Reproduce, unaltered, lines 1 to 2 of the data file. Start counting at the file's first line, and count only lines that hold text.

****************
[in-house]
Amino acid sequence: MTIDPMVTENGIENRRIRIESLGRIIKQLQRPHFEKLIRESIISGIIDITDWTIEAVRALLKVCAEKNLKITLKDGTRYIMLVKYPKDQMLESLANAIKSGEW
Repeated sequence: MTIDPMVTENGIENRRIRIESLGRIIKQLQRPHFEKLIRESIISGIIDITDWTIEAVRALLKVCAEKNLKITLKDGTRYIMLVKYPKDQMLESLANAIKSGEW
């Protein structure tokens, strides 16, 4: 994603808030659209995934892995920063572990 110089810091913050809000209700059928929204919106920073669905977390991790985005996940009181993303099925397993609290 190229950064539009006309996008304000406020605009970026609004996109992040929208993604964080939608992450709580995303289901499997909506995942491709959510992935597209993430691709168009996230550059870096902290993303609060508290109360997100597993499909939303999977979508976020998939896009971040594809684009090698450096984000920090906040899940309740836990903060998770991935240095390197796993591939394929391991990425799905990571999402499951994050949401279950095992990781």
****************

[in-house]
Amino acid sequence: MTIDPMVTENGIENRRIRIESLGRIIKQLQRPHFEKLIRESIISGIIDITDWTIEAVRALLKVCAEKNLKITLKDGTRYIMLVKYPKDQMLESLANAIKSGEW